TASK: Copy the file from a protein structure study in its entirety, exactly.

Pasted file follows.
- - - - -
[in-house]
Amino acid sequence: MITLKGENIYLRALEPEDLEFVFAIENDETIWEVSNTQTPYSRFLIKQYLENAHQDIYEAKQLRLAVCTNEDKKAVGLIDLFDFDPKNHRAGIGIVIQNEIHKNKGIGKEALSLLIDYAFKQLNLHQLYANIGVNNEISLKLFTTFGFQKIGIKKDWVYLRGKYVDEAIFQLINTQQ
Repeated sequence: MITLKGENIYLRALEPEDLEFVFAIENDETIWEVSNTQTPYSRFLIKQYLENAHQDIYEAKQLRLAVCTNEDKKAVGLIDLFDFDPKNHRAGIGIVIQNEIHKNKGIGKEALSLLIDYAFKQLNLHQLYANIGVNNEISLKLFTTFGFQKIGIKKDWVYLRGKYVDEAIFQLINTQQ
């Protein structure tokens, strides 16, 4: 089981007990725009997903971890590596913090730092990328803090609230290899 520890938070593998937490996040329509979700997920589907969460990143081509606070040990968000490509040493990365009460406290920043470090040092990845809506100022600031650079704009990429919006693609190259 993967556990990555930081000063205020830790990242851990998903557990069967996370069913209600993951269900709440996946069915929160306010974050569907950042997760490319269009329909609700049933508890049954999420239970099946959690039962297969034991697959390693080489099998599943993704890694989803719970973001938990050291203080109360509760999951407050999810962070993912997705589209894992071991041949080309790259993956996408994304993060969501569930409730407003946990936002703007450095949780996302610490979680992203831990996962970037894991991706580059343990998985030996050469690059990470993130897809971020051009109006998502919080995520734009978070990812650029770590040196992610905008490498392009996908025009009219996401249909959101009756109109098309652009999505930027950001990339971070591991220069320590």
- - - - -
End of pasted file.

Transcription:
[in-house]
Amino acid sequence: MITLKGENIYLRALEPEDLEFVFAIENDETIWEVSNTQTPYSRFLIKQYLENAHQDIYEAKQLRLAVCTNEDKKAVGLIDLFDFDPKNHRAGIGIVIQNEIHKNKGIGKEALSLLIDYAFKQLNLHQLYANIGVNNEISLKLFTTFGFQKIGIKKDWVYLRGKYVDEAIFQLINTQQ
Repeated sequence: MITLKGENIYLRALEPEDLEFVFAIENDETIWEVSNTQTPYSRFLIKQYLENAHQDIYEAKQLRLAVCTNEDKKAVGLIDLFDFDPKNHRAGIGIVIQNEIHKNKGIGKEALSLLIDYAFKQLNLHQLYANIGVNNEISLKLFTTFGFQKIGIKKDWVYLRGKYVDEAIFQLINTQQ
């Protein structure tokens, strides 16, 4: 089981007990725009997903971890590596913090730092990328803090609230290899 520890938070593998937490996040329509979700997920589907969460990143081509606070040990968000490509040493990365009460406290920043470090040092990845809506100022600031650079704009990429919006693609190259 993967556990990555930081000063205020830790990242851990998903557990069967996370069913209600993951269900709440996946069915929160306010974050569907950042997760490319269009329909609700049933508890049954999420239970099946959690039962297969034991697959390693080489099998599943993704890694989803719970973001938990050291203080109360509760999951407050999810962070993912997705589209894992071991041949080309790259993956996408994304993060969501569930409730407003946990936002703007450095949780996302610490979680992203831990996962970037894991991706580059343990998985030996050469690059990470993130897809971020051009109006998502919080995520734009978070990812650029770590040196992610905008490498392009996908025009009219996401249909959101009756109109098309652009999505930027950001990339971070591991220069320590």